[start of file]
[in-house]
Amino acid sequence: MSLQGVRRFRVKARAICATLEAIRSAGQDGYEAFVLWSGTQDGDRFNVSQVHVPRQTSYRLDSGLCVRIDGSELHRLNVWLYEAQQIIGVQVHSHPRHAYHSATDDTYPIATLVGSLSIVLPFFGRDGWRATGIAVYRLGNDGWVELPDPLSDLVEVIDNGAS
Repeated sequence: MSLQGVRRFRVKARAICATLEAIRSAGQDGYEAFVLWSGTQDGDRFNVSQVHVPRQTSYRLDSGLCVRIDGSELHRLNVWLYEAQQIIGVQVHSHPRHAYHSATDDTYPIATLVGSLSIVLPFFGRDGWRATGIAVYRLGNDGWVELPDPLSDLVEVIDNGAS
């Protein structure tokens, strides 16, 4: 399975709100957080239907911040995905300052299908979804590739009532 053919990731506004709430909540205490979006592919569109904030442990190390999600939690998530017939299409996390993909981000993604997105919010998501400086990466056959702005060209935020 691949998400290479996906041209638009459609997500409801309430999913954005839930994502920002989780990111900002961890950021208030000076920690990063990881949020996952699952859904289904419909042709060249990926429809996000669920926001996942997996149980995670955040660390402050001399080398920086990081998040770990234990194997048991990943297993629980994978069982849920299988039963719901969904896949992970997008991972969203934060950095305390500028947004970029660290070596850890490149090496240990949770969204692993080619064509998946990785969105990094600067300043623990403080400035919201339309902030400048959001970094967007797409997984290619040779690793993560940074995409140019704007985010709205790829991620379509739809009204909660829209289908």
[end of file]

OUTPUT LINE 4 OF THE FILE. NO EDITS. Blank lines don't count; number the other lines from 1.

């Protein structure tokens, strides 16, 4: 399975709100957080239907911040995905300052299908979804590739009532 053919990731506004709430909540205490979006592919569109904030442990190390999600939690998530017939299409996390993909981000993604997105919010998501400086990466056959702005060209935020 691949998400290479996906041209638009459609997500409801309430999913954005839930994502920002989780990111900002961890950021208030000076920690990063990881949020996952699952859904289904419909042709060249990926429809996000669920926001996942997996149980995670955040660390402050001399080398920086990081998040770990234990194997048991990943297993629980994978069982849920299988039963719901969904896949992970997008991972969203934060950095305390500028947004970029660290070596850890490149090496240990949770969204692993080619064509998946990785969105990094600067300043623990403080400035919201339309902030400048959001970094967007797409997984290619040779690793993560940074995409140019704007985010709205790829991620379509739809009204909660829209289908």